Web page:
Tag Archives: saints

St Lydia

St LydiaSaint Lydia Purpuraria (1st century) is famous for the mention in Acts 16 for her work with selling purple material (hence, her name which means purple seller), used for for expensive Roman clothing.

Lydia was born at Thyatira (Ak-Hissar), a town in Asia Minor. She met Paul on his second missionary journey in ca. AD50. Lydia became Paul’s first convert at Philippi and he baptized her with her household in the Gaggitis River –called the Angst River. Paul with his companions stayed at her home in Philippi. Thus, it is her home that becomes the first church in Europe.

The Orthodox recall her memory liturgically on May 20.

For most Catholics praying to Saint Lydia for her intercession would be very novel. But what she models for us is not new. In his 1995 Letter to Women, Saint John Paul II wrote “In this vast domain of service, the Church’s two-thousand-year history, for all its historical conditioning, has truly experienced the ‘genius of woman’; from the heart of the Church there have emerged women of the highest calibre who have left an impressive and beneficial mark in history.” Right, Lydia’s genius is instructive and worthy of our consideration for knowing the desires of her heart: she was a business woman, she lived the virtue of hospitality, a leader of people, and a follower of Jesus Christ.

Let us ask Lydia to guide all women, indeed, all Christians, in their responding sacrificially to the holy desires of the heart.

Saint Maria Skobtsova of Paris

St Maria of ParisToday, the 71st anniversary of the transitus (the death) of Saint Maria Skobtsova of Paris (1891-1945). She was Latvian by birth. Saint Maria is an Orthodox nun who was killed in the Ravensbrück concentration camp, along with her son, Yuri. Saint Maria Skobtsova is known as the Orthodox Dorothy Day, or the Orthodox Woman of the Beatitudes.

Jim Forrest writes, “She was certain that there was no other path to heaven than participating in God’s mercy. As she wrote: “The way to God lies through love of people. At the Last Judgment I shall not be asked whether I was successful in my ascetic exercises, nor how many bows and prostrations I made. Instead I shall be asked did I feed the hungry, clothe the naked, visit the sick and the prisoners. That is all I shall be asked. About every poor, hungry and imprisoned person the Savior says ‘I’: ‘I was hungry and thirsty, I was sick and in prison.’ To think that he puts an equal sign between himself and anyone in need…. I always knew it, but now it has somehow penetrated to my sinews. It fills me with awe.”

A short biography of her: “Mother Maria of Paris: Saint of the Open Door” by Jim Forest

A few icons of Saint Maria of Paris

A page of links relating to her and her co-workers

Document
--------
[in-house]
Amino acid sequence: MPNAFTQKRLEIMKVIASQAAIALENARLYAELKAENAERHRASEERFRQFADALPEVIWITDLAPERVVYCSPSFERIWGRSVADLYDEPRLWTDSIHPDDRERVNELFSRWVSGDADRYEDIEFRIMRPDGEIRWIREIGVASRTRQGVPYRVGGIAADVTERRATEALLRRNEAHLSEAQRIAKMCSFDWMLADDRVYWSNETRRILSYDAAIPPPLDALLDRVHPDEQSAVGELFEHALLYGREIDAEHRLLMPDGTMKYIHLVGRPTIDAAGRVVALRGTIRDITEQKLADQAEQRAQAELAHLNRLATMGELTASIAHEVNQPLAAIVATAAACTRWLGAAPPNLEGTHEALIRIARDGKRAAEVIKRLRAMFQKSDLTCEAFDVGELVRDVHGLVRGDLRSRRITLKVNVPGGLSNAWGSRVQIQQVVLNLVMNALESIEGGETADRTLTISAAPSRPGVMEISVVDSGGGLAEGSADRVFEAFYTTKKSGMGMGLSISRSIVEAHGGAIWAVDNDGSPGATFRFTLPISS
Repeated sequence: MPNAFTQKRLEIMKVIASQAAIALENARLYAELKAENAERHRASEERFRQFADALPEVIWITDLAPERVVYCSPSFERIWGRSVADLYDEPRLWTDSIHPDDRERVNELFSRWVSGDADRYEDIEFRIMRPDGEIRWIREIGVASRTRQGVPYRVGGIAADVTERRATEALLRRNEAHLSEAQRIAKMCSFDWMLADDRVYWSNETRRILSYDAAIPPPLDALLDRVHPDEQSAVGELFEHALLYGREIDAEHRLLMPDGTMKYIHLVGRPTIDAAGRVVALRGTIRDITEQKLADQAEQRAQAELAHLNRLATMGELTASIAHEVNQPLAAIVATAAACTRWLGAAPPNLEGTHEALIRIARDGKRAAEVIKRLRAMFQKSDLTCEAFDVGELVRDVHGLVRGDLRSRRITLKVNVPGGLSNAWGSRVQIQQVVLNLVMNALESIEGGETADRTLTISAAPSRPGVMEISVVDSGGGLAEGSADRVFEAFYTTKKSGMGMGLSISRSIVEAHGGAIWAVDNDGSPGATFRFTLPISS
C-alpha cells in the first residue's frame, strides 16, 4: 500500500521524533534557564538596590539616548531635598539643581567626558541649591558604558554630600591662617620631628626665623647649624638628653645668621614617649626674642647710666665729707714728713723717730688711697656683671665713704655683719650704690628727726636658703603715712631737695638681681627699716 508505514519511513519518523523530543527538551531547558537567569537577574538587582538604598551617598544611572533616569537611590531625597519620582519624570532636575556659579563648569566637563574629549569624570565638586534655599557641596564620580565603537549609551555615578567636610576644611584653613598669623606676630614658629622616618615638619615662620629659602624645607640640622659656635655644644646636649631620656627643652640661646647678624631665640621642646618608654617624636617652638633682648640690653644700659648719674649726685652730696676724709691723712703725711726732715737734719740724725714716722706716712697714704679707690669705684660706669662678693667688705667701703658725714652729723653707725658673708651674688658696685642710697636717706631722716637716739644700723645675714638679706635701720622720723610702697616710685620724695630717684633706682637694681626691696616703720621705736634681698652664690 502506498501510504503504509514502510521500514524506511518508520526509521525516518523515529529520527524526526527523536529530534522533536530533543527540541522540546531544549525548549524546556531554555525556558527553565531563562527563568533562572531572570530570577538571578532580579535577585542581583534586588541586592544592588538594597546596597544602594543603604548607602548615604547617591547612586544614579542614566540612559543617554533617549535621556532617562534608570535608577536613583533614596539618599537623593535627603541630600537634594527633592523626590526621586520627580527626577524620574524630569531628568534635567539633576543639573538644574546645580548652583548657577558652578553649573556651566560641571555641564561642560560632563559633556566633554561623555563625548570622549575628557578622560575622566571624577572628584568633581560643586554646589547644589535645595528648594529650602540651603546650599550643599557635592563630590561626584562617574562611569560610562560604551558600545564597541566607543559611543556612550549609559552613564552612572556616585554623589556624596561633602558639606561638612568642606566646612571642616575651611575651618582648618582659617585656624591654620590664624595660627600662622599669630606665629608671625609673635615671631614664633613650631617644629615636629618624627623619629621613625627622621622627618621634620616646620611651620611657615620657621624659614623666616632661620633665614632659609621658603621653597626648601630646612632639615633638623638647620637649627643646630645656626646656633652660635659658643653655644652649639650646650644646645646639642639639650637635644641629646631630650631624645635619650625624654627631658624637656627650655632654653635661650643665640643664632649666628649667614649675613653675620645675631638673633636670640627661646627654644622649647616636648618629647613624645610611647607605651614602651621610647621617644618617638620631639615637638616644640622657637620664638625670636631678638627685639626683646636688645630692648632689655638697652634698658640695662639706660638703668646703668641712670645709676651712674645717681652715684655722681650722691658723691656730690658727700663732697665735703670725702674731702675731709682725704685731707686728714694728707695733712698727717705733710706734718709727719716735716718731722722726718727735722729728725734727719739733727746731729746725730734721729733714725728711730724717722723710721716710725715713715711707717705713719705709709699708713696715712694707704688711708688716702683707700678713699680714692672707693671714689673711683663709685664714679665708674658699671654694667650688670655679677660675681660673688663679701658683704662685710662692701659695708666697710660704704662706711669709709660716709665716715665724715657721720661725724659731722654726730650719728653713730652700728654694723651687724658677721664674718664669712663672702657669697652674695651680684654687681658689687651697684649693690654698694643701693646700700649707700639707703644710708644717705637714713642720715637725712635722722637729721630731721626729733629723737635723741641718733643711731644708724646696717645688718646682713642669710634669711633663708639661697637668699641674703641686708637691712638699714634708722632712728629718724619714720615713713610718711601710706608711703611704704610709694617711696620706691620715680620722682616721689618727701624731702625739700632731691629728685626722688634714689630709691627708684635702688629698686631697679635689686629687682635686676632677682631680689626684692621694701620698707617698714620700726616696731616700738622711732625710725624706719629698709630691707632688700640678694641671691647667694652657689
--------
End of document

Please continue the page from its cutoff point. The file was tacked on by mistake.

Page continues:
Saint Hugh of Lincoln

St Hugh of Lincoln“Saint Hugh’s primary emblem is a white swan, in reference to the story of the swan of Stowe which had a deep and lasting friendship with the saint, even guarding him while he slept. The swan would follow him about, and was his constant companion while he was at Lincoln. Hugh loved all the animals in the monastery gardens, especially a wild swan that would eat from his hand and follow him about and yet the swan would attack anyone else who came near Hugh.”

Hugh is a 12th century monk, priest and bishop of Lincoln. The monk-bishop is a reformer. One reform was that the priests needed to live at the parishes they were assigned and to minister to the sick and the needy. He is the patron saint of sick children, sick people, shoemakers, and swans. Hugh is the first Carthusian to be canonized.

Saint Peregrine Laziosi

St PeregrineOn this feast of Saint Peregrine, the Church prays:

Eternal Father, I wish to honor St. Peregrine, and I give Thee thanks for all the graces Thou hast bestowed upon him. I ask Thee to please increase grace in my soul through the merits of this saint, and I commit the end of my life to him by this special prayer, so that by virtue of Thy goodness and promise, St. Peregrine might be my advocate and provide whatever is needed at that hour. Amen

A biography of the Saint that asks God to cure cancer:

Today, May 16, we celebrate the feast of Saint Peregrine Laziosi (1260-1345), priest, and patron saint of those suffering with cancer, AIDS, and other serious diseases. Saint Peregrine was miraculously cured during his lifetime of cancer, through his devotion to the suffering Jesus on the Cross. Saint Peregrine is a reminder of the gracious love and healing of a personal relationship with Jesus. He is invoked today to intercede in the healing and comfort of those struggling against disease.

Peregrine Laziosi was born into a wealthy family at Forli, Italy. He spent a worldly youth active in politics, and was originally a member of the anti-papal party —a strongly anti-Catholic movement in Italy. During one uprising, Peregrine struck Saint Philip Benizi, who had been dispatched by the Pope to bring peace, in the face. When Philip offered the other cheek to his young attacker, Peregrine was so overcome that he repented and converted immediately to Catholicism.